Tis the season to be giving, but really, we should be cognizant of the world's issues the other eleven months. This year, for my top 5 blog, I wanted to share some of my favorite charities that I have supported or been part of throughout the years.
There are a lot of nonprofits in the world, and it's sometimes hard to know which ones to back. Just this year, one nonprofit I've supported for years had allegations of misusing their funds, so I know the feeling.
But the truth is that there are a lot of amazing charities locally, nationally, and globally, that are helping to change the world around them. There are a lot of charities everyone has heard of, from UNICEF to the Humane Society to Red Cross, but I wanted to talk about a few charities that not everyone may be familiar with.
Did you know that 61% of low-income families have no age-appropriate books at all in their homes for their children? BookSpring hopes to end that. By working through schools, libraries, childcare centers and clinics, they distribute books to low income families, helping children be better prepared for their future. What's awesome is that they accept gently used books, so if you have extra kids books, pass the stories on to a child who might not have that opportunity. Get more info at bookspring.org.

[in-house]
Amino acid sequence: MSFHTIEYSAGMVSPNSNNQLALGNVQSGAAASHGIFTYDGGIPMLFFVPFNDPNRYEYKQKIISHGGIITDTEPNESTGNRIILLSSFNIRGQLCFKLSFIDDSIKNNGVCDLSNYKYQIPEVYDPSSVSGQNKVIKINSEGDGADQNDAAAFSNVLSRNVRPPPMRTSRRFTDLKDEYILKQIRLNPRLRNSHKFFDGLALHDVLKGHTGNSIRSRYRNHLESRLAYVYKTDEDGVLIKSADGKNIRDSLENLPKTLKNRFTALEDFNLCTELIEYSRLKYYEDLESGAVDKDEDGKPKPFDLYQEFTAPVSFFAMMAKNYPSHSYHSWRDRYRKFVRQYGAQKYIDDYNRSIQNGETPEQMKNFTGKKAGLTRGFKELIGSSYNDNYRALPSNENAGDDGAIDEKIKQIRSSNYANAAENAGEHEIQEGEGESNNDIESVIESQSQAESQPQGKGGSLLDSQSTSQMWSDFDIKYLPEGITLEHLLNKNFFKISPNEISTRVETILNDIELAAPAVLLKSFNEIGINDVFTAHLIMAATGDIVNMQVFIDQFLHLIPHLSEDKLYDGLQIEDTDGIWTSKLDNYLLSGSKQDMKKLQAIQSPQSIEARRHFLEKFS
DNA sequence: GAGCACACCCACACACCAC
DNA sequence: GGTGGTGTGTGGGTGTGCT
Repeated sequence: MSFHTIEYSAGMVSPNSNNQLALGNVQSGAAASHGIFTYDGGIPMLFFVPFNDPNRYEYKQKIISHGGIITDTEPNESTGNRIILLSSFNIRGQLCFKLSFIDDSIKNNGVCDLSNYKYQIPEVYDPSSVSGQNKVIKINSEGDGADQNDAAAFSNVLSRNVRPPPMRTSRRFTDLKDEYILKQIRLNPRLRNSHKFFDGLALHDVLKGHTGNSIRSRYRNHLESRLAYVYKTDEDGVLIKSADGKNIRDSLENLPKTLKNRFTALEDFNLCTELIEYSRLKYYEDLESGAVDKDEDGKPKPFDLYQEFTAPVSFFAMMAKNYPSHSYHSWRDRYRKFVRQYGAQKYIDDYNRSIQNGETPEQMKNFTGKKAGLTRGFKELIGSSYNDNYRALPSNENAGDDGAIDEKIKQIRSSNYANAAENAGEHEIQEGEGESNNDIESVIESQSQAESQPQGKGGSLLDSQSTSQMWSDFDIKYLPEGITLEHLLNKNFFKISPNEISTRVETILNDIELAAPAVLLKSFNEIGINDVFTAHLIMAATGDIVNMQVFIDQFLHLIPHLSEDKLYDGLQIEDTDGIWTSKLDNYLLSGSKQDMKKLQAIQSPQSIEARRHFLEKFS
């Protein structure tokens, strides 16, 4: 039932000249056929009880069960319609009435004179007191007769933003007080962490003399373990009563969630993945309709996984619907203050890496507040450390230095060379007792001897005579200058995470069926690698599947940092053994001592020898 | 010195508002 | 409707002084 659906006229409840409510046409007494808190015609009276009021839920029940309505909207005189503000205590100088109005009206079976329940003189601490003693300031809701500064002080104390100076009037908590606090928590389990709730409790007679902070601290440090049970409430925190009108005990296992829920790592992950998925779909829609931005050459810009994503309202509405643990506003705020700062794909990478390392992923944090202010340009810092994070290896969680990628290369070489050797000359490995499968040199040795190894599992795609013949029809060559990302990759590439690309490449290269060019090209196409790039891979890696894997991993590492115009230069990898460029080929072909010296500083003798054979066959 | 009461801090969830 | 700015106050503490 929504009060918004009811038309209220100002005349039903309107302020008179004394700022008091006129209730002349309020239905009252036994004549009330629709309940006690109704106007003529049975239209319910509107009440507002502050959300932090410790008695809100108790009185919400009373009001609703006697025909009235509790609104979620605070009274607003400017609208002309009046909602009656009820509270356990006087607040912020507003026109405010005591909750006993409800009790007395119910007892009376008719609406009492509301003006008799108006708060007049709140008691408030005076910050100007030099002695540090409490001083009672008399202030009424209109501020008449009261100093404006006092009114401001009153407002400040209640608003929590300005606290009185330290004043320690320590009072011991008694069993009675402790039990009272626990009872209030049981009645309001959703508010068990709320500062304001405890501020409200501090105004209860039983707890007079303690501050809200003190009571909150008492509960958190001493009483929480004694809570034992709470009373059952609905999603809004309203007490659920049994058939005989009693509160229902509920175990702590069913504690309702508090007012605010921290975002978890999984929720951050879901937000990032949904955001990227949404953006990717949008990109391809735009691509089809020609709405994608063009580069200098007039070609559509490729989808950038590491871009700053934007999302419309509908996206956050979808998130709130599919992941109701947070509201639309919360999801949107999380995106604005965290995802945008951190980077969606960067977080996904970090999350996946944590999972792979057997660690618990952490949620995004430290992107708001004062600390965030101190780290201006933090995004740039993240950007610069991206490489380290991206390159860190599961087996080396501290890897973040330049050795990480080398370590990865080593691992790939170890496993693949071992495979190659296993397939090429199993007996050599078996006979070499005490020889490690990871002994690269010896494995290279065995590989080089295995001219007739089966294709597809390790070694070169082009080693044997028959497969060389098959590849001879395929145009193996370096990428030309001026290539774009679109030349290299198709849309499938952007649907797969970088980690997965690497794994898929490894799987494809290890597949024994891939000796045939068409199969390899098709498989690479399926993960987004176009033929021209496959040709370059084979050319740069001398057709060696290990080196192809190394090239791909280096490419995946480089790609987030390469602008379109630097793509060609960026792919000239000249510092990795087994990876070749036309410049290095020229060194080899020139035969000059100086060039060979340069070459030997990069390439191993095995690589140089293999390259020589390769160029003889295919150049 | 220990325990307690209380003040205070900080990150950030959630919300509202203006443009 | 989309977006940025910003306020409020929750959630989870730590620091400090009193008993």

Austin Pets Alive!
So this might not be the most unknown charity in Austin, but it's one that I've loved working with. Austin recently celebrated its fourth year as being a no-kill city, which means that we have a live outcome rate of over 90% on a month-to-month basis. APA! helps to lobby, save, care, and find homes for thousands of dogs and cats. They are constantly in need of donations, volunteers, runners, adoptions, and most importantly, foster families. I mean, who doesn't want to come home to snuggle with those puppies then help them find a forever home? Learn more at austinpetsalive.org.
CASA of Travis County
CASA of Travis County is a voice for children who've been abused or neglected in Travis County. Their volunteers act as advocates for them in the court for at least a year. CASA Travis is now one of the top ten CASA programs in the nation, supporting over 600 volunteers who advocate for more than 1,600 children a year. Learn more at www.casatravis.org.
The Sold Project
Many groups will go into Bangkok's Red Light District and physically rescue girls from the sex industry. But the SOLD Project tackles the issue before it's an issue. They prevent child trafficking in Thailand by providing scholarships and resources to children at risk. By investing in the children's' education (seriously, only $16 a month), they have seen a dropout rate decrease from over 50% to 7%. Learn more at thesoldproject.com.
On the rescuing front, there is Project AK-47. Child soldiering has been called one of the cruelest forms of modern day slavery because it incorporates forced physical labor, subjection to war and sexual exploitation. They work with local communities in places like Mexico, Burma, and the Philippines, to rescue child soldiers from lives of violence, restore their identities, and reshape regions of conflict. Learn more at projectak47.com.